Honey Gold mango producer, Piñata Farms Pty Ltd, has launched the Australian mango industry’s first custom-made harvesting aids and introduced night picking at its Northern Territory farms.
Managing director, Gavin Scurr, said three bespoke harvesting aids, designed to maintain fruit quality and prolong shelf life were operating at its Katherine and Mataranka farms for the first time this season.
The aids, which cost $190,000 each to manufacture, were built to Piñata Farms’ specifications by Lockyer Valley-based agricultural engineering firm, Starkbilt. Trialled last season, they are all in operation in the Northern Territory this season.
Each aid requires a picking crew of eight to 10 to operate, including a driver. The double-sided aids work through the rows, with harvesters picking fruit from both sides.
“All fruit is now picked off the tree by hand and placed on an elevator built into the aid. This carries the fruit to a water bath to wash off the highly acidic sap that mangoes produce,” he said. “Fruit then travels on another elevator to be rinsed and is deposited gently into bins which, when full, are transported by forklift to the packing shed. Traditionally mangoes are picked by hand, bounced into a trampoline and washed and rinsed by hand. With these new aids, fruit is only touched once by hand, resulting in less bruising. We’ve also introduced night picking for the first time at our Northern Territory farms. This is both kinder to the picking crew and the fruit which is less fragile in the cool and retains freshness for longer.”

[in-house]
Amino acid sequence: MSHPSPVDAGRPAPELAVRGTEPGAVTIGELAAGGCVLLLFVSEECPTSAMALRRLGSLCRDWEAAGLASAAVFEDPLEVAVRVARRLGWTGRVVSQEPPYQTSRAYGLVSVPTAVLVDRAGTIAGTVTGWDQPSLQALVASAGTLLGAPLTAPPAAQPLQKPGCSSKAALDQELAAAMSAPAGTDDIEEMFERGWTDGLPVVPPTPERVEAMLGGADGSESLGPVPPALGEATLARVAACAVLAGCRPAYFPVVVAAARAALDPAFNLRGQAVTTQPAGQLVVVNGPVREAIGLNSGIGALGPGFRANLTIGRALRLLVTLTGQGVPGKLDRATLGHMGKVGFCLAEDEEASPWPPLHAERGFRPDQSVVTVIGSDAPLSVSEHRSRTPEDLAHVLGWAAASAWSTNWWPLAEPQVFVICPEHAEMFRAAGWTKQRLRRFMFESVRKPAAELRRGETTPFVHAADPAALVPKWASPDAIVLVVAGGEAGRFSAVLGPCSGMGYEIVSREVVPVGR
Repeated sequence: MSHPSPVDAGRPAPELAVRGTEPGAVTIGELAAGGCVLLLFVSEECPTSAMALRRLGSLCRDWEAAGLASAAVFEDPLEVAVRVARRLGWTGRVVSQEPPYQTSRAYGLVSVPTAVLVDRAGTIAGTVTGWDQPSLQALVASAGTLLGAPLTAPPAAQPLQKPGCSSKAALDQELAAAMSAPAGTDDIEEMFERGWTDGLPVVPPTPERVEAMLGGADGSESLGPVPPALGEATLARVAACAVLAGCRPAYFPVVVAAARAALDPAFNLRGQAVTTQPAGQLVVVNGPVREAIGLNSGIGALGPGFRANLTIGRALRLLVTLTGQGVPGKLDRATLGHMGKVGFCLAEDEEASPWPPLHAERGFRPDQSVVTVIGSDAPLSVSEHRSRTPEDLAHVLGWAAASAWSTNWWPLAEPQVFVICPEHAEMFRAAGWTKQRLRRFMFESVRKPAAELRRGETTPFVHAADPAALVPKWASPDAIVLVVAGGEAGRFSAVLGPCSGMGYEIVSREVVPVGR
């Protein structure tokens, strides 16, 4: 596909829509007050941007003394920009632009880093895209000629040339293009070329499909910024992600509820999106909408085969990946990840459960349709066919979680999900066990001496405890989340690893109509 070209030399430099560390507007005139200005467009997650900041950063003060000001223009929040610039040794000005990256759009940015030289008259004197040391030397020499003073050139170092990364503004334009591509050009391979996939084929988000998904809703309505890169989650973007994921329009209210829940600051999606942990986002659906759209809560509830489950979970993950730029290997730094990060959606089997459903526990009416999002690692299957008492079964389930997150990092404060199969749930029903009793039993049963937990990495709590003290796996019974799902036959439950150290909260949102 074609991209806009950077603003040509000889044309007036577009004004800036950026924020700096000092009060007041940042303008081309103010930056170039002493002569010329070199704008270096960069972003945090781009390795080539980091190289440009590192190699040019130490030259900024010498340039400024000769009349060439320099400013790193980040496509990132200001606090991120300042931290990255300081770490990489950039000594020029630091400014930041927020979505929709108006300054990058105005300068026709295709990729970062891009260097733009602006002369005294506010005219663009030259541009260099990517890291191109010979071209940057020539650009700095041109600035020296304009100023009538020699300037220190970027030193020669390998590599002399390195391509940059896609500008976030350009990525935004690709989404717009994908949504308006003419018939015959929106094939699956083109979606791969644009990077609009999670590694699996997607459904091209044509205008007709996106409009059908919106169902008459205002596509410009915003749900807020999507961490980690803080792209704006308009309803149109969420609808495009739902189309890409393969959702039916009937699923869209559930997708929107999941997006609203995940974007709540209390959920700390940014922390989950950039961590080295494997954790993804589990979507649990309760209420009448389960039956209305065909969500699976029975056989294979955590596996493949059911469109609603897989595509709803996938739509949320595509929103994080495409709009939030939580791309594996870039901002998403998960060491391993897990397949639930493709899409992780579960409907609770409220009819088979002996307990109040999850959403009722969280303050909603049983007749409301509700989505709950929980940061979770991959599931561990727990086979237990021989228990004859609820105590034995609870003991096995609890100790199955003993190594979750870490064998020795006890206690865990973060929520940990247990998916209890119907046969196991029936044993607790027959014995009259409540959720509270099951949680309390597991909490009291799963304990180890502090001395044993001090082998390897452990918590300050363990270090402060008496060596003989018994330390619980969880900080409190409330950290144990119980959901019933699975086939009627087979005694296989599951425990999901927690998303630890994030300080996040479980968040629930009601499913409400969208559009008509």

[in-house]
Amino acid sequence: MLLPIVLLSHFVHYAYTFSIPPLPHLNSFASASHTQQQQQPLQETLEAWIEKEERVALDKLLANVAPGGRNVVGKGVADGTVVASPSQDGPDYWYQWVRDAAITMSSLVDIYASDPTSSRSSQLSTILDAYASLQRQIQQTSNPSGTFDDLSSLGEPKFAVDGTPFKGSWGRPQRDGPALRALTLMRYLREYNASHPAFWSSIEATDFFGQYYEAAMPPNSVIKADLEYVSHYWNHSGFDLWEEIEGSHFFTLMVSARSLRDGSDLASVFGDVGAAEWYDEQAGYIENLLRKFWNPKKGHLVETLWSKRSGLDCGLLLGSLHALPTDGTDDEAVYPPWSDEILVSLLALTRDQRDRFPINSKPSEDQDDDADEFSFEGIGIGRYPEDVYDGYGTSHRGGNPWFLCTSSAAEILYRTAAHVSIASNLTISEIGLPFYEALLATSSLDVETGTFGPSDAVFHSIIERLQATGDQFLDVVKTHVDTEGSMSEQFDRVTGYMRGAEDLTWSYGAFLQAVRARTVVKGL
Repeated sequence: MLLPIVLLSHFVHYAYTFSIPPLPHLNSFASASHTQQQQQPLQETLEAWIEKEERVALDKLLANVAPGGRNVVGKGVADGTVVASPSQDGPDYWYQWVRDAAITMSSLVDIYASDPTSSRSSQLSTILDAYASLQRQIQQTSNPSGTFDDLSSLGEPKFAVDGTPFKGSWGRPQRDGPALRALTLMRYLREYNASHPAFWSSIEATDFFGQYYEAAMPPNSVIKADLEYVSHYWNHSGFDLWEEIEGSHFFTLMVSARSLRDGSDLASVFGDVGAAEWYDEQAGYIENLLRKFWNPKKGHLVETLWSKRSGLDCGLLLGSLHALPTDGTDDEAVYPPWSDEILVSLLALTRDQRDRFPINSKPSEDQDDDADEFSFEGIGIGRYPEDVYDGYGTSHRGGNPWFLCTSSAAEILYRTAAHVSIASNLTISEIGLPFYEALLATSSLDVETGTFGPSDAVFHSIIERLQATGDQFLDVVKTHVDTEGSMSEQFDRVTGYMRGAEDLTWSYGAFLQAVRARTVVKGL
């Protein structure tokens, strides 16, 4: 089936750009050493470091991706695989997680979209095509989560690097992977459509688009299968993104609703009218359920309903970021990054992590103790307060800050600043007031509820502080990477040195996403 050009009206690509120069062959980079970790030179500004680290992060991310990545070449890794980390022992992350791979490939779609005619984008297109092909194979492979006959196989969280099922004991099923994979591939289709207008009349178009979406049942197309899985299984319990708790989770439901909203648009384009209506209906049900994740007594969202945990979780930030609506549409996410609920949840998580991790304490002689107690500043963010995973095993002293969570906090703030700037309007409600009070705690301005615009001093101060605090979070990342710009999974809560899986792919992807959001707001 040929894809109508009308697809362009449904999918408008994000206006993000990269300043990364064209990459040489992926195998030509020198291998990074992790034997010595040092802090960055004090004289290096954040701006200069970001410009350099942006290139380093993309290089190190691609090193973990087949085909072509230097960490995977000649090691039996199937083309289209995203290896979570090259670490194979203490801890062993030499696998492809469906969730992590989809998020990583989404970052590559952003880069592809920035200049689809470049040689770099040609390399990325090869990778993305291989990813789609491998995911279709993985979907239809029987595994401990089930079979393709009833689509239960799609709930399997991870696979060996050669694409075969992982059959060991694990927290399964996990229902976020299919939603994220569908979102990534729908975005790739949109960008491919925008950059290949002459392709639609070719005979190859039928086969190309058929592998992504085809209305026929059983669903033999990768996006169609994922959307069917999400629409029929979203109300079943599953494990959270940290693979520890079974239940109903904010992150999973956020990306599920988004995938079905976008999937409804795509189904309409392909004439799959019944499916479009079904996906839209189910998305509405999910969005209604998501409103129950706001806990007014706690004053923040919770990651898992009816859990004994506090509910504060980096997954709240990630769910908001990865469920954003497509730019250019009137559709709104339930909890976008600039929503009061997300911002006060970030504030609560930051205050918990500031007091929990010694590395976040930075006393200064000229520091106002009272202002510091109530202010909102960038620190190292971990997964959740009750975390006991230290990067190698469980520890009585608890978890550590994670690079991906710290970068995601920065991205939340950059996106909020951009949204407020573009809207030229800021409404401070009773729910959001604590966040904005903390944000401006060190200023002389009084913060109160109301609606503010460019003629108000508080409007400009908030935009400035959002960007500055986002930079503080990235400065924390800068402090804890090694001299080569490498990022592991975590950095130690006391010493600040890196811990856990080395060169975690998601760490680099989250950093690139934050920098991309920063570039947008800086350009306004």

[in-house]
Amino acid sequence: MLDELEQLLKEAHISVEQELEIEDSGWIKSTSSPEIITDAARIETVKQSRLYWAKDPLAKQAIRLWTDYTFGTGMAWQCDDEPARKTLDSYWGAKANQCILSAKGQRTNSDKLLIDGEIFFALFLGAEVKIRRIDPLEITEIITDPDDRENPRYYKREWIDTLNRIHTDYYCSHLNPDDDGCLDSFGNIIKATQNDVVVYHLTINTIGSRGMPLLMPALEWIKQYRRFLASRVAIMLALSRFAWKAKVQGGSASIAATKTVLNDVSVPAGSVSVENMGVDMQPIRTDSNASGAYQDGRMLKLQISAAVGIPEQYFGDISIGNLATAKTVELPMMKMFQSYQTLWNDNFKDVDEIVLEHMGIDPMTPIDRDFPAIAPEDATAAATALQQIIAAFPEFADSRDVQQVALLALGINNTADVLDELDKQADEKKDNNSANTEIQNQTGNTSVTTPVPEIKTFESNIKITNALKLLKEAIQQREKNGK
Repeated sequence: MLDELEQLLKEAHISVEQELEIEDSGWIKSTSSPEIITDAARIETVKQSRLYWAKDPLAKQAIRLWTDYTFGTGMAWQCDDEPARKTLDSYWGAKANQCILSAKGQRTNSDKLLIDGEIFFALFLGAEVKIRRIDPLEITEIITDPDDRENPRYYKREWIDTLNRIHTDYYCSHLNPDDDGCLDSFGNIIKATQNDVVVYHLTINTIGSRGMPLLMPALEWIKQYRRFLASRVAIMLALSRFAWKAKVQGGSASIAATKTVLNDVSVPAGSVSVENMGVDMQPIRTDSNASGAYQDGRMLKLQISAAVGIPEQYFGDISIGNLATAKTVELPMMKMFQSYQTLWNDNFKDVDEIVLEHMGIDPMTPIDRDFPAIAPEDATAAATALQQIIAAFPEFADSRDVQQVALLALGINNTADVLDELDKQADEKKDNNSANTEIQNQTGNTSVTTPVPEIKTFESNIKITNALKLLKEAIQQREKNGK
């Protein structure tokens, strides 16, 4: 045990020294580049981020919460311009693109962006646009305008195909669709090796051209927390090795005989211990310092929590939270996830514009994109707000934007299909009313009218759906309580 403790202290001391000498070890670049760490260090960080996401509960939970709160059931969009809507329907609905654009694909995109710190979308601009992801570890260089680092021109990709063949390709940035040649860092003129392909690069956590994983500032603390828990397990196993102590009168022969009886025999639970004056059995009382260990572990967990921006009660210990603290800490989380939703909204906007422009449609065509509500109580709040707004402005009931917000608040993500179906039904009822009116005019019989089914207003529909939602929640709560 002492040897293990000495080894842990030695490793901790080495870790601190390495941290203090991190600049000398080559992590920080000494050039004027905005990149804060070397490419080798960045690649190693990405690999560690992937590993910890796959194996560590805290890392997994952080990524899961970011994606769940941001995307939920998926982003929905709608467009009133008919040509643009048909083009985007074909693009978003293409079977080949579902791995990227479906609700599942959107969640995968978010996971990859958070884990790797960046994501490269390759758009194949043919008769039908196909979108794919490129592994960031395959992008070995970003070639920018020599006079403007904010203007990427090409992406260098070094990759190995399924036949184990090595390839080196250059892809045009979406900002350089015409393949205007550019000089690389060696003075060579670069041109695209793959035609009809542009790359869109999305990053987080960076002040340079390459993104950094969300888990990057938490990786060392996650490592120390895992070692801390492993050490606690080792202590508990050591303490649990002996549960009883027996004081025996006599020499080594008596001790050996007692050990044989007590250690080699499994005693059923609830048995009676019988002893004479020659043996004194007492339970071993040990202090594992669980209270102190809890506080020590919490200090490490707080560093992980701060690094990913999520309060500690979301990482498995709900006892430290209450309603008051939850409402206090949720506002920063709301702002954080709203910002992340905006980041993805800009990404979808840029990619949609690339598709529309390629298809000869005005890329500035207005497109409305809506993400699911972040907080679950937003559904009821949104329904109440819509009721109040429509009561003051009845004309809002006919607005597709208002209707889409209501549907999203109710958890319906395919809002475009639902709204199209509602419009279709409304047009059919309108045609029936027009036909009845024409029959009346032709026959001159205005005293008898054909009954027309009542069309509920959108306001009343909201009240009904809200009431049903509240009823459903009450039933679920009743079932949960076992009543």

Mr Scurr said three quarters of this year’s Northern Territory harvest would be conducted at night, moving to 100 per cent night harvesting next season.
Northern Territory Honey Golds are harvested seven days a week from 10pm to 7am when the average temperature is 26 degrees celsius – a far cry from the average daily temperature which can exceed 50 degrees.
“Between the new aids and night harvesting, we expect to achieve a 20 per cent increase in efficiencies this season. We are now picking a bin of fruit every eight minutes on each machine.”
He said the new aids would only be used in the Top End for now with older aids relocated to farms in Queensland. Piñata Farms’ most remote orchards are spread over a vast 80 hectares.
Mr Scurr said this year’s Katherine harvest was expected to end in mid-December. Picking began at Mataranka in late November and the Queensland Honey Gold harvest is set to begin in North Queensland on December 15. Queensland produces about 60 per cent of the total crop – although on smaller farms.
Piñata Farms has 140,000 trees on 500 hectares under cultivation. Honey Gold mangoes are grown exclusively by Piñata Farms and 36 contracted growers in five mainland states.